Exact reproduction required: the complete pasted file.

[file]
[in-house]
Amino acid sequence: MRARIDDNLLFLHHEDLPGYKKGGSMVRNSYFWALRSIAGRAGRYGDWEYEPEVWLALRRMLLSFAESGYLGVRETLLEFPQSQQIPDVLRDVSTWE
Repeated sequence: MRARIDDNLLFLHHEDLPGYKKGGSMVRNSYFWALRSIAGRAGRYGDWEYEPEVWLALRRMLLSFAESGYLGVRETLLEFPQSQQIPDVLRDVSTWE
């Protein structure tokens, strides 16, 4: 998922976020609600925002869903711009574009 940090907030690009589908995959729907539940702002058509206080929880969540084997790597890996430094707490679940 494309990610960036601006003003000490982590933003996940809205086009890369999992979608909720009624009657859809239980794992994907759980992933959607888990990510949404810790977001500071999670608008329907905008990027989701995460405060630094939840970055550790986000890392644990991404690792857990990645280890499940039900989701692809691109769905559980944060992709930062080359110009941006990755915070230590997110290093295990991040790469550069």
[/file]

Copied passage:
[in-house]
Amino acid sequence: MRARIDDNLLFLHHEDLPGYKKGGSMVRNSYFWALRSIAGRAGRYGDWEYEPEVWLALRRMLLSFAESGYLGVRETLLEFPQSQQIPDVLRDVSTWE
Repeated sequence: MRARIDDNLLFLHHEDLPGYKKGGSMVRNSYFWALRSIAGRAGRYGDWEYEPEVWLALRRMLLSFAESGYLGVRETLLEFPQSQQIPDVLRDVSTWE
């Protein structure tokens, strides 16, 4: 998922976020609600925002869903711009574009 940090907030690009589908995959729907539940702002058509206080929880969540084997790597890996430094707490679940 494309990610960036601006003003000490982590933003996940809205086009890369999992979608909720009624009657859809239980794992994907759980992933959607888990990510949404810790977001500071999670608008329907905008990027989701995460405060630094939840970055550790986000890392644990991404690792857990990645280890499940039900989701692809691109769905559980944060992709930062080359110009941006990755915070230590997110290093295990991040790469550069």